Beyond the sale notification, this app also lets me confirm the transaction history (useful for customer service) and transfer money to/from the primary business bank account.

Wordpress app:

The free app from Wordpress lets you compose and edit blog posts from the iPad. The app is a little rough around the edges (for example, the bottom line of a composition is hidden by the toolbar, so you have to use a surplus of "return" strokes to move the active text into view) but all the functionality you need to compose a complete post is here.

You can write posts off-line and save them locally until you're connected again (useful on an airplane...) The process for this is not intuitive, but if you just keep the status on "Draft" instead of "Published", it will successfully save your work until connectivity has been re-established.

Wordpress native admin page and code editor:

The familiar admin control panel for a Wordpress site seems to be fully supported in the iPad version of Safari. Log in just like you would on your laptop, and do all the things a laptop would.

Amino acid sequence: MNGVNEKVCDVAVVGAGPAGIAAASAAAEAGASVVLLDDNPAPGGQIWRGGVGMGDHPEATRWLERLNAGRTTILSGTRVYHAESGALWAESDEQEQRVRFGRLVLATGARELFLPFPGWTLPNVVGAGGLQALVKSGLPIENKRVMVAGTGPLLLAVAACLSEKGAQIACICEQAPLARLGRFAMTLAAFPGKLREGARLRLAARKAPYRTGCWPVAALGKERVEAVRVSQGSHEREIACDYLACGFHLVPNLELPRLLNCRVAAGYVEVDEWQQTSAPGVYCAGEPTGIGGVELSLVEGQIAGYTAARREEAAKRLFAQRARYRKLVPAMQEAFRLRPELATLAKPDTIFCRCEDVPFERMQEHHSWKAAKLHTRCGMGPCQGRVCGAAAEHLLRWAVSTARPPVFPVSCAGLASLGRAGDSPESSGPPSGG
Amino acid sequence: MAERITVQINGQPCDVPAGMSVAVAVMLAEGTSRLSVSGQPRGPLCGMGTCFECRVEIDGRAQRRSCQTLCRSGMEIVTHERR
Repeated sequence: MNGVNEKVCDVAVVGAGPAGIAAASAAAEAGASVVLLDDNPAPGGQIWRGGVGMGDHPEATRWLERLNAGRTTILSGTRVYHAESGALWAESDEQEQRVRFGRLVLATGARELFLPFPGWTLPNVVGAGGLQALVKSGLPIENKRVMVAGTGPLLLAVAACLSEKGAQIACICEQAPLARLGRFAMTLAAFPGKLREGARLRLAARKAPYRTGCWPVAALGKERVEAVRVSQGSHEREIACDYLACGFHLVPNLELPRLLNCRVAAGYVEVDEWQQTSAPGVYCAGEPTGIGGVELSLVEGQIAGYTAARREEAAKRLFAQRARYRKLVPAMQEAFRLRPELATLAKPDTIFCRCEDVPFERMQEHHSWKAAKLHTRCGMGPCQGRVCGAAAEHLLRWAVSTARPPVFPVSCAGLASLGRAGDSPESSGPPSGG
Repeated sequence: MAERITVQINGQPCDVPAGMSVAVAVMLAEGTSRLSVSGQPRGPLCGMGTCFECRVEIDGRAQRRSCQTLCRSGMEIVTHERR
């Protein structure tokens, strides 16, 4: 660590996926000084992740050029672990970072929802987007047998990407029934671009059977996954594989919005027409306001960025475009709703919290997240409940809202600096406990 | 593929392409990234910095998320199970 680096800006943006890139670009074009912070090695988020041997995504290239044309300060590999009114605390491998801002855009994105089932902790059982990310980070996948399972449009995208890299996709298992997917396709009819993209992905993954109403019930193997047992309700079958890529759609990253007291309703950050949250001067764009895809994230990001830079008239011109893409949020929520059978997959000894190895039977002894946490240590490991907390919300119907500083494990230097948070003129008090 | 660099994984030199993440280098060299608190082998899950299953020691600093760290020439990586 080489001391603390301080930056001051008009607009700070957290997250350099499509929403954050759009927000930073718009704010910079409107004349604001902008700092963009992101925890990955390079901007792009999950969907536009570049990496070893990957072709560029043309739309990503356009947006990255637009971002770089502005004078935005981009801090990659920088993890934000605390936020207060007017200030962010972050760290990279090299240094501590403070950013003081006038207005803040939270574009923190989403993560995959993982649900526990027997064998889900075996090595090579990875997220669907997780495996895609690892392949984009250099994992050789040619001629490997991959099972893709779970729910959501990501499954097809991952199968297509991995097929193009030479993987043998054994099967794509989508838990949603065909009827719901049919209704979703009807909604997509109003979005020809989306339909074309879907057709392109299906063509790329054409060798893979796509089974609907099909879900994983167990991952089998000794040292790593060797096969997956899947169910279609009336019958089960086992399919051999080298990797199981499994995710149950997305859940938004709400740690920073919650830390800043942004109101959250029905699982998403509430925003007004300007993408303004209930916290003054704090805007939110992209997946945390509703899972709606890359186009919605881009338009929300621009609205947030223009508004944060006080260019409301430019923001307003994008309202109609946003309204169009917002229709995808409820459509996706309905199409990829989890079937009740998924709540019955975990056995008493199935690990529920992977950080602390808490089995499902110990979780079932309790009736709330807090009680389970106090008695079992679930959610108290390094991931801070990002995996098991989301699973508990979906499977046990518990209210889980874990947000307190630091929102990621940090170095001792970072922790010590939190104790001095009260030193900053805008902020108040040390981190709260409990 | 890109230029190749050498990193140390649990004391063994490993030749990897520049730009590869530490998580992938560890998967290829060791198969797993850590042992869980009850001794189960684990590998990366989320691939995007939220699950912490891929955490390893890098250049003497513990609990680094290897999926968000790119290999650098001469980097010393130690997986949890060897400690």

I primarily manage plugins and comments with this, but have extensively used the "Editor" feature under the Appearances menu to tweak my custom theme. It's certainly not a fancy IDE, but every bit of PHP, CSS or HTML you'd like to do with the Wordpress portion of a site is accessible here.

While you can compose and edit posts from here, I found the (free) WordPress app to be easier and more responsive than composing a post through the browser. Also, the workflow seemed easier using the four finger left/right swipe to switch between the WordPress app and other stuff, rather than having it all up on a single tab in Safari

USBank, app or mobile site:

Your bank may have a satisfactory iPad app, but USBank does not. They seem to have licensed a third party to do their official banking access app, but the execution was clumsy enough that I didn't end up trusting their app to keep my info secure. I wasn't convinced that my login info was truly being purged when I signed out or was inactive. That might be okay for a game, but with banking, I don't mind entering all of my login info every time I access it. In fact I insist that it work that way. Paypal gets this right.